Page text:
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Available on CD or as Gatefold double Vinyl on Ici d'ailleurs.  After a 10 year hiatus, working on Numbers Not Names and a Third Eye foundation album, Bristol’s Chris Cole returns under his Manyfingers moniker. The Spectacular Nowhere showcases his huge growth as a classical composer since his previous records. Features guest performances from David Callahan (Moonshake), with nods to Phillip Glass and Steve Reich it is certainly a unique mix. Includes bonus track as EXCLUSIVE DOWNLOAD. 

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The Spectacular Nowhere by Manyfingers
1 review. Write a review for us »
9/10 Clinton 06 May 2015

Manyfingers is the nom de plume of Chris Cole, who has a history of playing in some of the finest bands Bristol has produced. Search the internet carefully and you’ll see him eating an ice cream with Movietone, whilst he has also played in the live band of Matt Elliott’s Third Eye Foundation project. Since 2004 Cole has been making music on his own as Manyfingers, first with Moteer, before producing one of the great lost records of the early 2000s with the utterly superb Our Worn Shadow.

This is his first album since 2005 and it has the sound of a record that has been pored over by its producer for many years. Opener ‘Ode To Louis Thomas Hardin‘ is an exquisite neo-classical piece which most obviously recalls Arvo Part, but as you delve further into the album the main difference between this and previous work is the use of vocals. Cole himself sings on occasion, but one of the major voices used is the disgruntled growl of Dave Callahan of The Wolfhounds and Moonshake. He is first heard on ‘The Dump Pickers Of Rainham’ which immediately transports the album away from Yann Tiersen-ish beauty and into a more post-apocalyptic atmosphere that recalls the dirgey grind of Swans and the seething anger of Disco Inferno.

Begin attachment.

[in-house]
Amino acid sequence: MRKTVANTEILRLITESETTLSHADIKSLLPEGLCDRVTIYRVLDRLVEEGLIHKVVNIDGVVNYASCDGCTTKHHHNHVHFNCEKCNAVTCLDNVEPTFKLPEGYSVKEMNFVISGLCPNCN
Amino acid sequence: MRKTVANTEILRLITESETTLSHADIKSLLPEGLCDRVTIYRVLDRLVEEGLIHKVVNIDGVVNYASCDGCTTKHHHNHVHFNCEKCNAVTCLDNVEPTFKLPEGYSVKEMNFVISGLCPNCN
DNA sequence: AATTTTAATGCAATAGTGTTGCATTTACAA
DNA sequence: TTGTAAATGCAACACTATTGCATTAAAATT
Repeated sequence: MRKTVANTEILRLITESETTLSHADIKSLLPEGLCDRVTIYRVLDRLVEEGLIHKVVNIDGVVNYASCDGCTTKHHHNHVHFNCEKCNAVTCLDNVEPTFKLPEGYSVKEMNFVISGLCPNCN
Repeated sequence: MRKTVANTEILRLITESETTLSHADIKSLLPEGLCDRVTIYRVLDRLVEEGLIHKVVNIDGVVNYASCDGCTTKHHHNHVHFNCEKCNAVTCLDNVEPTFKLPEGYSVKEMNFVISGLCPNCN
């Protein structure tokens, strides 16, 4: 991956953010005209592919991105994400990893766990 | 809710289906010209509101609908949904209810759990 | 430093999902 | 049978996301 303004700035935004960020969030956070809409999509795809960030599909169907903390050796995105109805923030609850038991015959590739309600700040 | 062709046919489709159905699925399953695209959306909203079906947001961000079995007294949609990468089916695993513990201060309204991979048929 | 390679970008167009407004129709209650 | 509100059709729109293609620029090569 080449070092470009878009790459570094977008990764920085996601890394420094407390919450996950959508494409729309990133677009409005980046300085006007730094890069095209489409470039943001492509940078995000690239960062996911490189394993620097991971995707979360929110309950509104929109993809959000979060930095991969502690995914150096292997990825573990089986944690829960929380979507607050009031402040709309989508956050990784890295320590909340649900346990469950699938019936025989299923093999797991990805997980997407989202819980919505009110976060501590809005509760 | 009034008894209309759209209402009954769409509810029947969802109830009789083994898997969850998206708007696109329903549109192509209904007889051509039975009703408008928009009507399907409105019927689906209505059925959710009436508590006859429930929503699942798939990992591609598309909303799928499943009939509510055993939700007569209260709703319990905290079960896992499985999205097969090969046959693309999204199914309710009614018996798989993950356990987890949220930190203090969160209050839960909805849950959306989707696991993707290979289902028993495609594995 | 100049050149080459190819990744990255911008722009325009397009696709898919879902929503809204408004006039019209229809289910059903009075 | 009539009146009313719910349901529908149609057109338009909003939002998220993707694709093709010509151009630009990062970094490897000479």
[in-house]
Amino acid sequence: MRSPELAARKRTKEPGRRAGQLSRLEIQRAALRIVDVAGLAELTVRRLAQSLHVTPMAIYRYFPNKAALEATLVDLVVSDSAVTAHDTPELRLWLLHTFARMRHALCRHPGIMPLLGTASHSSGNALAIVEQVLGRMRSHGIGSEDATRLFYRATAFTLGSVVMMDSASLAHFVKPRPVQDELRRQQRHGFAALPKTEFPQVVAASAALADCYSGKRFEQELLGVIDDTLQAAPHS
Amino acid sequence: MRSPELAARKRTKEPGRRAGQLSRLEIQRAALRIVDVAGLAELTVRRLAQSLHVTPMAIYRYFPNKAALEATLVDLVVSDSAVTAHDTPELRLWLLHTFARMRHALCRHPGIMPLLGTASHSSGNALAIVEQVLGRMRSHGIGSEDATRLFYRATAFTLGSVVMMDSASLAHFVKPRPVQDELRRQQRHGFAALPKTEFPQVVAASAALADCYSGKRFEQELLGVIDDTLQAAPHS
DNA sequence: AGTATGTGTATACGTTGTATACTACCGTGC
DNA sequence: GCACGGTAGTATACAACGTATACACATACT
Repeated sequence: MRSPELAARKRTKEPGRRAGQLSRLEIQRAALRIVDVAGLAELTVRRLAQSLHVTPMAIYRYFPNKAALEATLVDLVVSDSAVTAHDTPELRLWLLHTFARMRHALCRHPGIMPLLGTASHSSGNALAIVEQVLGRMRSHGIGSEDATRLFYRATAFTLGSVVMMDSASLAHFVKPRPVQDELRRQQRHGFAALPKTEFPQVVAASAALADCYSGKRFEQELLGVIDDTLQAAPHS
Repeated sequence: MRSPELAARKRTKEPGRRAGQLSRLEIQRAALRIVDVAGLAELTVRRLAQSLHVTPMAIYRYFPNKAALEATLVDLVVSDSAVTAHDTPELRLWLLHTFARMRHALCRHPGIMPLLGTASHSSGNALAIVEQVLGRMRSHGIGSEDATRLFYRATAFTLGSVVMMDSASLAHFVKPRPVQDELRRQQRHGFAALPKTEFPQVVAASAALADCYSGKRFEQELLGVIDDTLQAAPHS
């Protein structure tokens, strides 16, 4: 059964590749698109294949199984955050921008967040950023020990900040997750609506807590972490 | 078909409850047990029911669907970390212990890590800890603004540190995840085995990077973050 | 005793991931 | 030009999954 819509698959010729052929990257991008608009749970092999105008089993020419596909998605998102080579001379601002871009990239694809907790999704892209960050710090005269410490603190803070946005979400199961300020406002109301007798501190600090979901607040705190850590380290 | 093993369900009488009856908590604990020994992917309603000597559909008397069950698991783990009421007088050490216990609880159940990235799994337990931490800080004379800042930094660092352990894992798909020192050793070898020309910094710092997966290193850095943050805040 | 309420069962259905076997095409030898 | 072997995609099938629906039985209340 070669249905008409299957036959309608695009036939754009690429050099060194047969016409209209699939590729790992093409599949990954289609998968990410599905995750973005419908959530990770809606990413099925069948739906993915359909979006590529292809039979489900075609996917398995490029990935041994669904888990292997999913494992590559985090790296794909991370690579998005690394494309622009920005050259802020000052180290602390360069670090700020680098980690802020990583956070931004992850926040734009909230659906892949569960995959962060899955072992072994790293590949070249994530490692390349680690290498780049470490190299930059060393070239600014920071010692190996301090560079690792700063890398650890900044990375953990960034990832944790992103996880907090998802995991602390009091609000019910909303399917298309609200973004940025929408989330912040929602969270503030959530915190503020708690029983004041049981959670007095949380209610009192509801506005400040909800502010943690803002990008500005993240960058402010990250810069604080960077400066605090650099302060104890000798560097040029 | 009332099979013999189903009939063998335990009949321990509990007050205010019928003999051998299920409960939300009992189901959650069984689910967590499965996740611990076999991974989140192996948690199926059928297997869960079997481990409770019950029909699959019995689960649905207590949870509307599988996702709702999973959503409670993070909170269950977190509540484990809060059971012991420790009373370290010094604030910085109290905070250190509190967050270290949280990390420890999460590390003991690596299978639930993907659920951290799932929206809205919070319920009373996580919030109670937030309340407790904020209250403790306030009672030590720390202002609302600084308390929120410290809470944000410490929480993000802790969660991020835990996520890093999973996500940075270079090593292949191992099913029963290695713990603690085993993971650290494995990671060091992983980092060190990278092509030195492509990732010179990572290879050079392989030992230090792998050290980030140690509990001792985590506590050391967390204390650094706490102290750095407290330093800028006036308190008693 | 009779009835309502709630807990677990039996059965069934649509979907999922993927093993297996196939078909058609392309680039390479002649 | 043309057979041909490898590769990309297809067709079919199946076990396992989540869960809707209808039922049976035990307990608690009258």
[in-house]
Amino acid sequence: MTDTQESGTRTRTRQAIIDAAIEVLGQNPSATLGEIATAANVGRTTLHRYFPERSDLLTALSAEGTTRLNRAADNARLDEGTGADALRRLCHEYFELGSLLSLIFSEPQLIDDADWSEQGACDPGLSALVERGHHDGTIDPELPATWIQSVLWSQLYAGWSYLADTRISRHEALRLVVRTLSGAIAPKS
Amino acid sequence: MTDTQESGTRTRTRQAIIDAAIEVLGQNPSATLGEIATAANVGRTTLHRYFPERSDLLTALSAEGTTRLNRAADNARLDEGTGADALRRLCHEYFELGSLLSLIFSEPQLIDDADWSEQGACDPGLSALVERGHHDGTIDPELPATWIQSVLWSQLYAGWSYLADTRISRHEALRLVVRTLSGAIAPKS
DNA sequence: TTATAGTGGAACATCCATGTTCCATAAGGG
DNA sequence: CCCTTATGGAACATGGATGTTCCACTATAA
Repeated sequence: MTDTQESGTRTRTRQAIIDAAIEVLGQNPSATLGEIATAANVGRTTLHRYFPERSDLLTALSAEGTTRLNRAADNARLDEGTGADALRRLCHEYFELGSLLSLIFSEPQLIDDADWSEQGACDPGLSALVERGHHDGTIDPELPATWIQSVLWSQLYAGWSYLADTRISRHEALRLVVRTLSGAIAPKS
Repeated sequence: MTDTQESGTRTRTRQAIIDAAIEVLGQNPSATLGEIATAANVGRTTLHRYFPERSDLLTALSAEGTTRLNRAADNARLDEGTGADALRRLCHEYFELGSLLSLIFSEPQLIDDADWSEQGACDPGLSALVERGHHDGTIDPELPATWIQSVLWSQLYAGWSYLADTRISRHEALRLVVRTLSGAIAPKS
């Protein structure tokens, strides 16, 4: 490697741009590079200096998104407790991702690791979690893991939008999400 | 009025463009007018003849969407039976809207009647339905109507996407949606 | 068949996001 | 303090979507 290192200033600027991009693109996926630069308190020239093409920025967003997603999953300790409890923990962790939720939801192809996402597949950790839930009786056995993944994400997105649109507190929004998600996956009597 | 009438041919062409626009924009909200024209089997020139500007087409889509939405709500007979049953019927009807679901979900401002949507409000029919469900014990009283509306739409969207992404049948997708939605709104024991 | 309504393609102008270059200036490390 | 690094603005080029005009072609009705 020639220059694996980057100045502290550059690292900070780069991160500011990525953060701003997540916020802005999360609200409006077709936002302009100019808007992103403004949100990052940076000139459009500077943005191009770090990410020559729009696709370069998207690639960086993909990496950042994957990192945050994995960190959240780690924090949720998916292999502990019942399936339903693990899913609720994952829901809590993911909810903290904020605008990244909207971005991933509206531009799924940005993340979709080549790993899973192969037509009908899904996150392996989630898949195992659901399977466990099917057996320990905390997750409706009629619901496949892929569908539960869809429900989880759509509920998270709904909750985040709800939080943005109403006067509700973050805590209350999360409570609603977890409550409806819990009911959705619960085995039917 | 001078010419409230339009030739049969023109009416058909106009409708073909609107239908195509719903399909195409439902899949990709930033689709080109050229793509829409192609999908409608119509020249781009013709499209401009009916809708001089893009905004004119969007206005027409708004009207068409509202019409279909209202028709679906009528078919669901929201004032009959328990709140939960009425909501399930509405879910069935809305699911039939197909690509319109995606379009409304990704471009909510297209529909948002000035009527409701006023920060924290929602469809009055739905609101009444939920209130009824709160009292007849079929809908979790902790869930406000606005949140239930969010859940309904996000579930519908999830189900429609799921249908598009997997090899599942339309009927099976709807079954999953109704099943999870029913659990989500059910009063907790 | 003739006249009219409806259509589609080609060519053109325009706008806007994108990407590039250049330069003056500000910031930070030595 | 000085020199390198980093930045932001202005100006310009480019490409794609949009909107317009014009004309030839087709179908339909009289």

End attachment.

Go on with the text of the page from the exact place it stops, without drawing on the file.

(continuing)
The album sways between these two styles; comforting beauty jarring with impassioned realism. The absolutely gorgeous ‘Erasrev‘ is a highlight, with chamber piano and cellos slowly building into a circular melody, topped off with fascinating sing-songy vocals which snare the ear. ‘No Real Men’ is as far as the album delves into Rachels ‘Music For Egon Shiele’-styled atmospherics, whilst the remnants of the Bristol Scene can be heard in the jazzy, post-rock, drums-and-string samples of ‘Go Fuck Your Mediocrity’ - the moment it most closely resembles Third Eye Foundation.

‘The Spectacular Nowhere’ is possibly not the sort of record that one plays along in the background whilst you have a warming bath. It contains much beauty but also has atonal, jarring moments and questions the listener throughout. In short, this is superb, neo-classical influenced music with added grit. And it comes very highly recommended.



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